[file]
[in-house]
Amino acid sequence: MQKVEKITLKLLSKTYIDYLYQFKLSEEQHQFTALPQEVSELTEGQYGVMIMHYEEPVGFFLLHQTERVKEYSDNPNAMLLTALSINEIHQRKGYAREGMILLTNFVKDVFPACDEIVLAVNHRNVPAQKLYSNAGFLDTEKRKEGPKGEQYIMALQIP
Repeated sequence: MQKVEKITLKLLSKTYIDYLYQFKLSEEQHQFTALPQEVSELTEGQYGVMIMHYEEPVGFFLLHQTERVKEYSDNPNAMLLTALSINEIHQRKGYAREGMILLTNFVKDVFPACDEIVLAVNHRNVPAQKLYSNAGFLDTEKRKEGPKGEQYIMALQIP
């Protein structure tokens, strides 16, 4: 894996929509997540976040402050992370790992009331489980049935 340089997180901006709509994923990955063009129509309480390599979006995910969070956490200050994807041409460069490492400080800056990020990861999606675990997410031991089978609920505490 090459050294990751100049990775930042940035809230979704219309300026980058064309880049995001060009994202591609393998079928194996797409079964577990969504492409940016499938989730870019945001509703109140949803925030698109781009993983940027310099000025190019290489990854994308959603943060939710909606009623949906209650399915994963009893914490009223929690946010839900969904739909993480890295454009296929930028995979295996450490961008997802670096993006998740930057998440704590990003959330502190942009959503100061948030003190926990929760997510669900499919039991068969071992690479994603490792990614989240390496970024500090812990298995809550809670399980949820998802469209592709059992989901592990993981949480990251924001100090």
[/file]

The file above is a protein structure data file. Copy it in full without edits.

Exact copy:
[in-house]
Amino acid sequence: MQKVEKITLKLLSKTYIDYLYQFKLSEEQHQFTALPQEVSELTEGQYGVMIMHYEEPVGFFLLHQTERVKEYSDNPNAMLLTALSINEIHQRKGYAREGMILLTNFVKDVFPACDEIVLAVNHRNVPAQKLYSNAGFLDTEKRKEGPKGEQYIMALQIP
Repeated sequence: MQKVEKITLKLLSKTYIDYLYQFKLSEEQHQFTALPQEVSELTEGQYGVMIMHYEEPVGFFLLHQTERVKEYSDNPNAMLLTALSINEIHQRKGYAREGMILLTNFVKDVFPACDEIVLAVNHRNVPAQKLYSNAGFLDTEKRKEGPKGEQYIMALQIP
């Protein structure tokens, strides 16, 4: 894996929509997540976040402050992370790992009331489980049935 340089997180901006709509994923990955063009129509309480390599979006995910969070956490200050994807041409460069490492400080800056990020990861999606675990997410031991089978609920505490 090459050294990751100049990775930042940035809230979704219309300026980058064309880049995001060009994202591609393998079928194996797409079964577990969504492409940016499938989730870019945001509703109140949803925030698109781009993983940027310099000025190019290489990854994308959603943060939710909606009623949906209650399915994963009893914490009223929690946010839900969904739909993480890295454009296929930028995979295996450490961008997802670096993006998740930057998440704590990003959330502190942009959503100061948030003190926990929760997510669900499919039991068969071992690479994603490792990614989240390496970024500090812990298995809550809670399980949820998802469209592709059992989901592990993981949480990251924001100090």